When I worked in Scotland on refugee and asylum issues, I was always amazed and inspired by the campaigning of activists, particularly in Glasgow, against the dawn raids against asylum seekers there. UKBA (or what they were called back then) said that they only ever encountered this kind of resistance in Glasgow and it was often by Scottish, working class, community and anti-poverty campaigners allied with asylum seeker families on the estates that they were dispersed to.
The behaviour of UKBA in London recently and the horror that many Londoners have reacted to it with made me think that many Londoners could learn a lot from how Glaswegians organised in resistance to raids years ago.
I was very peripheral to this so I’ve asked some people I know up there to write about it themselves, encourage those involved to write about it and provide links which may be helpful for activists in England.
I’ll add to this post as I get more info and links, but please if you were directly involved in the alert squads in Glasgow or know people who were – please write about it!
The thing that struck me most about the resistance to dawn raids in Glasgow was that they were community led. This was children and grannies… people who had never been interested in politics or direct action before. They were people that had seen their community immeasurably improved by the community spirit and passion for life of asylum seeking families, especially children. They were united by the horror of seeing their friends and neighbours traumatised and torn from their community in such a violent fashion. So, they organised – they raised awareness through the media, through the Parliament, through word of mouth. They also took direct action, billeting asylum seeking families in their homes, peacefully opposing removals by blocking access and by filming and bringing media attention to tactics used by UKBA. While the schools – particularly Drumchapel High School were an essential focal point, it really was a movement made up of individuals. It was inspiring to see.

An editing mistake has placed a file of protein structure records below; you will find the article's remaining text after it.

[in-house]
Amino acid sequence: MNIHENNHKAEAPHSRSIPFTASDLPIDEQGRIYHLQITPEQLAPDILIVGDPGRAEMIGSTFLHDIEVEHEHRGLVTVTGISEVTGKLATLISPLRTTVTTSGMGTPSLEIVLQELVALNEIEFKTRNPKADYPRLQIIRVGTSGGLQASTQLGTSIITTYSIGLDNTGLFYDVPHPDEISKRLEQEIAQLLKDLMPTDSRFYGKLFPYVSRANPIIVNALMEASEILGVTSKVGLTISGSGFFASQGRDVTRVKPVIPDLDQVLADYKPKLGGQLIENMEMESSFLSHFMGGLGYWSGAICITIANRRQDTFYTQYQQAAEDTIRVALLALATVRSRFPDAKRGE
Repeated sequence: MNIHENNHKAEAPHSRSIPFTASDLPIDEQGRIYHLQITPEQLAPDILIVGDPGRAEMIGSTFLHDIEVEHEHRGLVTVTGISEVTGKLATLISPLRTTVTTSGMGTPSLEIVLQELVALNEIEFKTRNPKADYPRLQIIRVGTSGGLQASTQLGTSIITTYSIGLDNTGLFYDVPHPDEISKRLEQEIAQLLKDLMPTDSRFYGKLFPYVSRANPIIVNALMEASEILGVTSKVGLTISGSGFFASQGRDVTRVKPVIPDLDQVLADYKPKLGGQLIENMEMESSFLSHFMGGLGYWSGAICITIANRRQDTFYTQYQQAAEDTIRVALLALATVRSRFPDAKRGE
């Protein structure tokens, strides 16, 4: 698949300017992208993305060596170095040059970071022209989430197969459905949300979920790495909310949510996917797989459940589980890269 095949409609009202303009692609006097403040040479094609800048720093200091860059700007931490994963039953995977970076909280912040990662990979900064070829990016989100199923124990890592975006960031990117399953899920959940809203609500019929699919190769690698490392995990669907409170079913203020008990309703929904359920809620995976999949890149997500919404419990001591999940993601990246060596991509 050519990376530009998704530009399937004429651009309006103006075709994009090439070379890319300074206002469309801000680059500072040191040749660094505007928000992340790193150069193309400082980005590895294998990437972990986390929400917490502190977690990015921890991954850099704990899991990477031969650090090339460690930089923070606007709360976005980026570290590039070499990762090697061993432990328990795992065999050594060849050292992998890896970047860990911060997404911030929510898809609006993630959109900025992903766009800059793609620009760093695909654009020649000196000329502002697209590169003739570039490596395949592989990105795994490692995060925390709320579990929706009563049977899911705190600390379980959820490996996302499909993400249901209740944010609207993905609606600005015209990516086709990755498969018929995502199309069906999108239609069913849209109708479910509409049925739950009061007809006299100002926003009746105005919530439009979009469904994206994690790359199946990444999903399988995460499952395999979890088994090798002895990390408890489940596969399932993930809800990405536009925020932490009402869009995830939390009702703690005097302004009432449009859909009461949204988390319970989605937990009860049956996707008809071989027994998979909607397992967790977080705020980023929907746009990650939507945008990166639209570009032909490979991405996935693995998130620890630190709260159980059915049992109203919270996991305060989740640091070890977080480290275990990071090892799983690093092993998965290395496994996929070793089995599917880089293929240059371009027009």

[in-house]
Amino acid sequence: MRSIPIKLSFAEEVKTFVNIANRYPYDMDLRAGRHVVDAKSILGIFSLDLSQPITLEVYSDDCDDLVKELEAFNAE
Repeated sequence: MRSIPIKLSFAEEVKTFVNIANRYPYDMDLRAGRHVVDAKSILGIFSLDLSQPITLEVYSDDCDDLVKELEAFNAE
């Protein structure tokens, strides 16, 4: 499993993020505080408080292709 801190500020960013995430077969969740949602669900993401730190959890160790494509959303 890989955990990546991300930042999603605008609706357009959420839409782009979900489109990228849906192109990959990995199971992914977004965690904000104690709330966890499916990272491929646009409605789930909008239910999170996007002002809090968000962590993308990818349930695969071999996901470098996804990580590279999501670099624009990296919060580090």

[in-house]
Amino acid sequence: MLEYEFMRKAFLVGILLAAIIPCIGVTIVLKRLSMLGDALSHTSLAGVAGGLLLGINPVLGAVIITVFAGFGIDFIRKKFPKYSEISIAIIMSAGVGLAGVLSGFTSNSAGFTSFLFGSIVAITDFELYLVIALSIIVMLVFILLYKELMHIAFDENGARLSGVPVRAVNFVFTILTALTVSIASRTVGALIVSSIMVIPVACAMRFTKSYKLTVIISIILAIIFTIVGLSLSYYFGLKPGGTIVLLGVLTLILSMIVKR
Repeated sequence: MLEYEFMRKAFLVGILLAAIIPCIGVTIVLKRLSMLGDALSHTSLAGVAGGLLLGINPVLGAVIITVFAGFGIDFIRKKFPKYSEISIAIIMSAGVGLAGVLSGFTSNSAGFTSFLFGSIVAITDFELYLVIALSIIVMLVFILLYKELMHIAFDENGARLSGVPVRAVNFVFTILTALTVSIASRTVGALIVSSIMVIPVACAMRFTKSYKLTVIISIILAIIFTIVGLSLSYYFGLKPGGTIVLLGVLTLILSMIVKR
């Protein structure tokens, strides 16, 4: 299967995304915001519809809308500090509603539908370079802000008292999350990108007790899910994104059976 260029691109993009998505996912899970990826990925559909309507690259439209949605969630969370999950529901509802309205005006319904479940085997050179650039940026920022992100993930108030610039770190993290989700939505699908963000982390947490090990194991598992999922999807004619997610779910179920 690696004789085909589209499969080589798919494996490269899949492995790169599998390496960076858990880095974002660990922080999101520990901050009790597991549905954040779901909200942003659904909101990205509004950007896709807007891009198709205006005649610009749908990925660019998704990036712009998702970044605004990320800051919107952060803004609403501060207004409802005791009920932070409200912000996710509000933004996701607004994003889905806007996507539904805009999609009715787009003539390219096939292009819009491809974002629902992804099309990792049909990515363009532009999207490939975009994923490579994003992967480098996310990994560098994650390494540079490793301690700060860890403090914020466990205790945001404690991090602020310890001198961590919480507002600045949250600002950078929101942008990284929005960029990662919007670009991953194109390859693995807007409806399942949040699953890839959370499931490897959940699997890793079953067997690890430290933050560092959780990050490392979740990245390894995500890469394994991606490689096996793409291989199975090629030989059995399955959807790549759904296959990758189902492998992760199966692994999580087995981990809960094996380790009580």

This Wikipedia page on the Glasgow girls has some good background and links.
In my view the role of the Herald was important in highlighting the issue and applying pressure for change. The Asylum Positive images Project was useful in supporting positive reporting, and supporting cross working between key organisations including the NUJ. One of its publications is basically a guide on how to the same sort of work. Link here.
I was involved in some of the community resistance to the raids at the Red Road Flats, whilst working at the Red Road Women’s Centre. Warning trees etc etc. I joined protests about Brand St and reporting too, which culminated in the Unity centre being hired right opposite the reporting centre. I haven’t seen anything as good since or in Manchester, where I am now.
Submission by Scotland’s Commissioner for Children and Young People to Home Affairs Committee Inquiry into Immigration Control, 2005. PDF here.